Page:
New Delhi: Repatriation of more than 45 lakh people from various countries during the COVID-19 lockdown highlights the success of diplomacy of the current government, External Affairs Minister S. Jaishankar told Parliament.

Noting that seafarers are also a category that require special attention, the minister also said that crew change rules pose a challenge but even the issue with crew on the Chinese ports have been successfully resolved.

He further said that more than 45 lakh persons returned through the Vande Bharat flights run on Prime Minister Narendra Modi’s direction. The Central government started the Vande Bharat Mission on May 7 to bring back stranded Indians due to coronavirus pandemic from foreign countries.

Quoting data, Jaishankar said that Kerala received the highest number of returnees who were staying in various foreign countries during the lockdown, or they were stuck due to the emergency restrictions across the world, including India, to avoid the spread of the pandemic.

In the process, the minister said that the government spent Rs 33.5 crore from the ‘Indian Community Welfare Fund’. “This largest repatriation would not have been possible without partner governments…This highlighted the success of diplomacy of the current government,” said Jaishankar.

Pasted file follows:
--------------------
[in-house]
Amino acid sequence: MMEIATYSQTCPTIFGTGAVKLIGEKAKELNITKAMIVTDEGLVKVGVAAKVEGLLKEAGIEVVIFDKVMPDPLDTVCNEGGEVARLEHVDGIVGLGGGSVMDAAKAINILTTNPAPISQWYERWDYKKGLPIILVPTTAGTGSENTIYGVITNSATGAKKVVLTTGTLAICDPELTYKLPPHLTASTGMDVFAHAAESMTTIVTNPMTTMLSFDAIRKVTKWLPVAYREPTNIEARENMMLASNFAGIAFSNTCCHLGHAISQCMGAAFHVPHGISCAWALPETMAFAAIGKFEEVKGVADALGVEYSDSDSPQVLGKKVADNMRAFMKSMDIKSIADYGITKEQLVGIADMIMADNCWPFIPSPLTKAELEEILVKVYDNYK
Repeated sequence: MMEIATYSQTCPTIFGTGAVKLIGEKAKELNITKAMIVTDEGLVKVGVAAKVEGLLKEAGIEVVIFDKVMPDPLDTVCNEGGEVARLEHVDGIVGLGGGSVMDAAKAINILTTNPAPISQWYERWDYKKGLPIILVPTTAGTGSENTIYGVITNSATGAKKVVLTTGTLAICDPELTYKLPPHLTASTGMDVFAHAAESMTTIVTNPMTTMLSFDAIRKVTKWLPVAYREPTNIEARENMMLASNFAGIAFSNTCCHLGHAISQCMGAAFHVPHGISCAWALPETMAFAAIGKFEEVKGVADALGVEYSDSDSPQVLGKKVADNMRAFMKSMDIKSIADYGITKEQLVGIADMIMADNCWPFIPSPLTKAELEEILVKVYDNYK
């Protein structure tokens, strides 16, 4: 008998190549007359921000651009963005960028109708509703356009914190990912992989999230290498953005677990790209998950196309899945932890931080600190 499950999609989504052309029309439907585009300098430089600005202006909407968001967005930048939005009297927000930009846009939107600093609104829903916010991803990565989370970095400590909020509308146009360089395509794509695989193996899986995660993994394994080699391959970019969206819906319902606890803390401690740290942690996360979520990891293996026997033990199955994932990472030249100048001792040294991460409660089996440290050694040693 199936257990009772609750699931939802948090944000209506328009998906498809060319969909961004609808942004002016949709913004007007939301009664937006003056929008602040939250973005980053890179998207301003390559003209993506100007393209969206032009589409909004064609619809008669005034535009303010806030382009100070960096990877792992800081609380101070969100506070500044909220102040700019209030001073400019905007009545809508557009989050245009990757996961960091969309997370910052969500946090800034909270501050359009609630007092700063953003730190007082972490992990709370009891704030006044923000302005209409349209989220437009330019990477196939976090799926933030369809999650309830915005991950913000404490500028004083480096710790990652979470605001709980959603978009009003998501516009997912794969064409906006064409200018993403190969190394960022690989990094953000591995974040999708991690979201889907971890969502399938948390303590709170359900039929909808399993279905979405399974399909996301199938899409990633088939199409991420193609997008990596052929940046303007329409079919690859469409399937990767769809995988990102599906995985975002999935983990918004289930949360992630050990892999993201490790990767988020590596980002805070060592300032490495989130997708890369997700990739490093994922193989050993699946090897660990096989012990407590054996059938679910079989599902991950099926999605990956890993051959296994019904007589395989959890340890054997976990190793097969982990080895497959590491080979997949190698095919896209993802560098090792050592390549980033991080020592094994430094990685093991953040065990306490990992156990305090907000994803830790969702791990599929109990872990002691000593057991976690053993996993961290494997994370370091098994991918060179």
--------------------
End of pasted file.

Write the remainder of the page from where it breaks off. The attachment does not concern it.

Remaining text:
He further stated that India has confirmed agreements for air bubbles with 27 nations so far, as people and students are returning back. The government is also urging partner governments to look at the employment of our citizens sympathetically, he said.

Under the Prime Minister’s directions, Jaishankar mentioned how India pushed its effort of providing food items and medicines in the Gulf region while interacting with Saudi Arabia, Qatar and Oman.

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Terrorism gravest threat to mankind: India to UN rights panel

New Delhi:  India’s External Affairs Minister S Jaishankar in his address to the UN Human Rights Council Tuesday warned that the threat of terrorism remains potent. “Terrorism continues to be one of the gravest threats to humankind. It is a crime against humanity and violates the most fundamental human right – namely, the right to life. As a long-standing victim, India has been in the forefront of the global action against terrorism,” he said.

This is the first time that an Indian foreign minister has addressed the Council. Calling for a coordinated global response to the challenges confronting human rights, Jaishankar said the situation was complicated by the pandemic and the need of the hour was for countries to come together against the challenges.

“This is possible only when there is a clear realization, including in bodies dealing with human rights, that terrorism can never be justified, nor its perpetrators ever equated with its victims.”

India, he said, was committed to protecting human rights and it was reflected in the handling of the pandemic both at home and abroad.